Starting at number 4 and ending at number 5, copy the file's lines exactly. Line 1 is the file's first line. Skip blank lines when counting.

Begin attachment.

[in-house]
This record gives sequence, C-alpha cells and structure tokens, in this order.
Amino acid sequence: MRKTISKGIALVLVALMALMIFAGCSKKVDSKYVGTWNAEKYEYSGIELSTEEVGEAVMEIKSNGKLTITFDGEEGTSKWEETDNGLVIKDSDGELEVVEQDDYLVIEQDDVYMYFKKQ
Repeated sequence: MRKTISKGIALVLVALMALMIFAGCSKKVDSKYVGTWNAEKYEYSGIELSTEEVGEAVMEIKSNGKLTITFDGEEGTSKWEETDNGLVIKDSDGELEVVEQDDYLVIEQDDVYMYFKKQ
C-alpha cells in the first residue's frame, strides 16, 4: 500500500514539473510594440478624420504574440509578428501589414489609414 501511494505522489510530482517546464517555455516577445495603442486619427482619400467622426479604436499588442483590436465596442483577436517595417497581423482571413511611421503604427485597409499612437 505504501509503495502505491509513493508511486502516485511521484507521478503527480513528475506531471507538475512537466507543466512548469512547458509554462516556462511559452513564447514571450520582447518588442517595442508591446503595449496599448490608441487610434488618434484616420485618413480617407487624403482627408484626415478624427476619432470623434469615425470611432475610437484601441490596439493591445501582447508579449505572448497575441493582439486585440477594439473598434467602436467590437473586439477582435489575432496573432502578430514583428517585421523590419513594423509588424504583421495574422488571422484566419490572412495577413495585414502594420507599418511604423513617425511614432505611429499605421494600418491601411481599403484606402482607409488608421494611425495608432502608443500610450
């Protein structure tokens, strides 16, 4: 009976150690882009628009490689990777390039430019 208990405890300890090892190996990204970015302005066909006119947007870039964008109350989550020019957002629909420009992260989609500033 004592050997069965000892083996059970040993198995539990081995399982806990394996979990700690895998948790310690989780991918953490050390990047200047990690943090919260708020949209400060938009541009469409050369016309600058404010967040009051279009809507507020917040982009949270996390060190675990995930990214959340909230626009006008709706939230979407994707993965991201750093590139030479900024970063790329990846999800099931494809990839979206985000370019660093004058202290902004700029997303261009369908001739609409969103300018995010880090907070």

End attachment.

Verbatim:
Repeated sequence: MRKTISKGIALVLVALMALMIFAGCSKKVDSKYVGTWNAEKYEYSGIELSTEEVGEAVMEIKSNGKLTITFDGEEGTSKWEETDNGLVIKDSDGELEVVEQDDYLVIEQDDVYMYFKKQ
C-alpha cells in the first residue's frame, strides 16, 4: 500500500514539473510594440478624420504574440509578428501589414489609414 501511494505522489510530482517546464517555455516577445495603442486619427482619400467622426479604436499588442483590436465596442483577436517595417497581423482571413511611421503604427485597409499612437 505504501509503495502505491509513493508511486502516485511521484507521478503527480513528475506531471507538475512537466507543466512548469512547458509554462516556462511559452513564447514571450520582447518588442517595442508591446503595449496599448490608441487610434488618434484616420485618413480617407487624403482627408484626415478624427476619432470623434469615425470611432475610437484601441490596439493591445501582447508579449505572448497575441493582439486585440477594439473598434467602436467590437473586439477582435489575432496573432502578430514583428517585421523590419513594423509588424504583421495574422488571422484566419490572412495577413495585414502594420507599418511604423513617425511614432505611429499605421494600418491601411481599403484606402482607409488608421494611425495608432502608443500610450